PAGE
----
Buying a Home, Step by Step
10 tips to guide you through the home-buying process
The centerpiece of the American Dream is a home you can call your own. And right now your shot at a home is as good as it’s been in nearly a decade. The post boom bust market offers slashed prices, record low interest rates, seller concessions and even discounts from real estate agents. The market is yours for the taking, however, if this is your first time buying a home the purchase can quickly overwhelm you with details large and small.
To keep you focused, here are 10 step-by-step tips.
- Cure your credit. Go to AnnualCreditReport.com, the only federal government-sanctioned service for obtaining a truly free credit report from one or all three of the major credit bureaus. Check your reports for errors, omissions and other marks that need attention — before the lender gets a look.
Pay the nominal fee to also get your credit score. The best mortgage rates require a credit score of more than 700. Learn how to boost your score before you apply for a mortgage. A low credit score can also prevent you from obtaining a mortgage.
- Check your budget. Without a budget you have no idea where your money goes, where you can cut costs and ultimately, how much money you have to spend on a mortgage payment. Budget how much house you can afford and what you really need. You may not need that $300,000 loan the bank offers.
- Get the money in the pipeline. Find your dream home and then discover you can’t qualify for it will be a sinking feeling you’ll never forget. Shop around, then get pre-approved for a mortgage so you’ll shop within your means. The seller will see you as a serious buyer and you’ll level the playing field with other bidders.
- Get married to the home you need. Like planning a wedding, you must decide what you can and cannot live without. The cans are wants. The cannots are needs. Be prepared to compromise, substitute and rethink what you really need.
- Get you ducats in a row. A 20 percent down payment will land you the best interest rate and the best terms. Ten percent down is better than 5 percent and so on. The more money down, the lower your monthly payment and the greater stake you’ll have in the home.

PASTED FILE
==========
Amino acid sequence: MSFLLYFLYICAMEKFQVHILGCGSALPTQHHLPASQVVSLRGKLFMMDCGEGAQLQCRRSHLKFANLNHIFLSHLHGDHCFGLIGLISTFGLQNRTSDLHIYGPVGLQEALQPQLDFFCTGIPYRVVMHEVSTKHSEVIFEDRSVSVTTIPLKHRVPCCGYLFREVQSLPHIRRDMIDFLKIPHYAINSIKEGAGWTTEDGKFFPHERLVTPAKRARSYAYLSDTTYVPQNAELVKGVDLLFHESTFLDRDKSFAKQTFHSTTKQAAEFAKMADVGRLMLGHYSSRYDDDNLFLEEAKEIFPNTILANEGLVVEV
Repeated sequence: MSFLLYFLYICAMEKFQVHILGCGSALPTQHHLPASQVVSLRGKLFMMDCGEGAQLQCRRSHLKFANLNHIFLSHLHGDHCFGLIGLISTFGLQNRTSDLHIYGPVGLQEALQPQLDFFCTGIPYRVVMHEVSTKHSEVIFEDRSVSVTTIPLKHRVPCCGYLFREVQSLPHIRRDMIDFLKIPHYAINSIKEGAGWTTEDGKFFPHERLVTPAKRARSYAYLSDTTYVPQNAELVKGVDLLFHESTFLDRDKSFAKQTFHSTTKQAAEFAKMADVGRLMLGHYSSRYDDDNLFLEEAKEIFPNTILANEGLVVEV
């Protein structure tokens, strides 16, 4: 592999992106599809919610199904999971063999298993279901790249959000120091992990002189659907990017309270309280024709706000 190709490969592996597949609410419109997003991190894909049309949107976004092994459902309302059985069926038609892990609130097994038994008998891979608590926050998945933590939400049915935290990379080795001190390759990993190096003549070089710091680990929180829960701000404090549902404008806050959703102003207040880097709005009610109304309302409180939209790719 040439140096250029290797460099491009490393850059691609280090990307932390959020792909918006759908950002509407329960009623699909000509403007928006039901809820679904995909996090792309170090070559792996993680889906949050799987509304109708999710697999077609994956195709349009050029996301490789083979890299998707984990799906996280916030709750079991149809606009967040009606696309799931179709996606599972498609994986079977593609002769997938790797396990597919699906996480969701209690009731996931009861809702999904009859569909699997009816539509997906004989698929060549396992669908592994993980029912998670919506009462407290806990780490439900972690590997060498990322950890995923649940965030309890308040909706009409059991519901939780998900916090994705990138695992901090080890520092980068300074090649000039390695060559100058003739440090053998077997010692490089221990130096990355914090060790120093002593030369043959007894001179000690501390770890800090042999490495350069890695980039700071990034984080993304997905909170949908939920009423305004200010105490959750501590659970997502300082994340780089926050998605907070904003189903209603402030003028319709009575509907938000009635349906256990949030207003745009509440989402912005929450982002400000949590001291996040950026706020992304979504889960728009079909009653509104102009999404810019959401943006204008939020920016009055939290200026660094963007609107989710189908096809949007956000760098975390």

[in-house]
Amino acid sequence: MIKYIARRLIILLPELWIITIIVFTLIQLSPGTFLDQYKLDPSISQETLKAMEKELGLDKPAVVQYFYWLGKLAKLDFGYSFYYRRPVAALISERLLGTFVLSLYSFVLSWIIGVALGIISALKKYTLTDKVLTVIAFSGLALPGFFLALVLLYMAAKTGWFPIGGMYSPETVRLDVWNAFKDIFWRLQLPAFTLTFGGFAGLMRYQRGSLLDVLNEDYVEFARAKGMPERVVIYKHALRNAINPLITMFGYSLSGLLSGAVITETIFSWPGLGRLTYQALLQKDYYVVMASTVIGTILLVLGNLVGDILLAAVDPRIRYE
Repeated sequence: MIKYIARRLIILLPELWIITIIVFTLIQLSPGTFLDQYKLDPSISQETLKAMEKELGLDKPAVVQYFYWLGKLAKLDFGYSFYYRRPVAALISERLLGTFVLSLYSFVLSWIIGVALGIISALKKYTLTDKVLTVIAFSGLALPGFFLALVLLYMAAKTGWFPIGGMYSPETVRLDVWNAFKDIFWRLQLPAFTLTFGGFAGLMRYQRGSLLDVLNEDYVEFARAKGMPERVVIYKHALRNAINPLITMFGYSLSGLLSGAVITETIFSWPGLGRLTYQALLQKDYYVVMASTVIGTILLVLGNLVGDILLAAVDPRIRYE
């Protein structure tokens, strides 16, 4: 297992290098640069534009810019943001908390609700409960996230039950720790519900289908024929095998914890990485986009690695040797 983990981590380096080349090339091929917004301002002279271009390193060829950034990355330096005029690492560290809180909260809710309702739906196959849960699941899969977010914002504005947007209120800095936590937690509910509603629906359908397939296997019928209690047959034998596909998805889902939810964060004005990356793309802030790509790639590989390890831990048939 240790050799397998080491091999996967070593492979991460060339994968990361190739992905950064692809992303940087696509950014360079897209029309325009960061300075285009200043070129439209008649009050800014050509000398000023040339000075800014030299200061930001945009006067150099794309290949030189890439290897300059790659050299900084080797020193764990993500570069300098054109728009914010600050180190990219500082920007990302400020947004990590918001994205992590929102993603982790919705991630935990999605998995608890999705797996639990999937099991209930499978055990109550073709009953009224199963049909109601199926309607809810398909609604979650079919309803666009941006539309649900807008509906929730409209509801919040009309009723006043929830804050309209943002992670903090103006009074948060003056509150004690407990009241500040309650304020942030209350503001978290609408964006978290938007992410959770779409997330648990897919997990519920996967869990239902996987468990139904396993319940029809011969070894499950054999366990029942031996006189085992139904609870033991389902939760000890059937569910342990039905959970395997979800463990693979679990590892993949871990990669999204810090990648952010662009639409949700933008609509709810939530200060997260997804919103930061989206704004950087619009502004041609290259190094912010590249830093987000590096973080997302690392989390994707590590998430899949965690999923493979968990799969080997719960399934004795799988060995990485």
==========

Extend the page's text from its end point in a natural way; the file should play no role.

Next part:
Get good help
- Employ the best Realtor. Ask family members, friends, co-workers, professionals and others you trust, who’ve also recently enjoyed a successful buying experience, for referrals to Realtors. He or she is your point person for the transaction. You will be working one-on-one with him or her for awhile, so it is important that you feel comfortable working together. Interview prospective Realtors just as you’ve been interviewed for jobs you’ve worked.
- Deploy good legal counsel. Likewise, when necessary, find a trusted real estate attorney who is comfortable to work with. Seek an attorney with a fixed escrow closing fee so you can budget the cost with other home buying expenses.
Begin the hunt
- Visit and compare numerous properties. Use the Internet and your Realtor’s directions to get started, but you also need to touch-and-feel visit a variety of homes to learn just what your money can buy. Due diligence will leave you confident you’ve left no stone unturned.
- Don’t get emotional. Don’t fall in love with the first home you see. Beware of bidding wars. They are emotional hot beds. If your emotions drive up the price, you won’t be able to put a price on those emotions when it’s time to sell. Detach yourself. Take ample time to comparison shop.
- Ask many questions. Direct many questions at your real estate agent, your lender and your attorney. You pay them for answers. The only dumb question is the one you didn’t ask.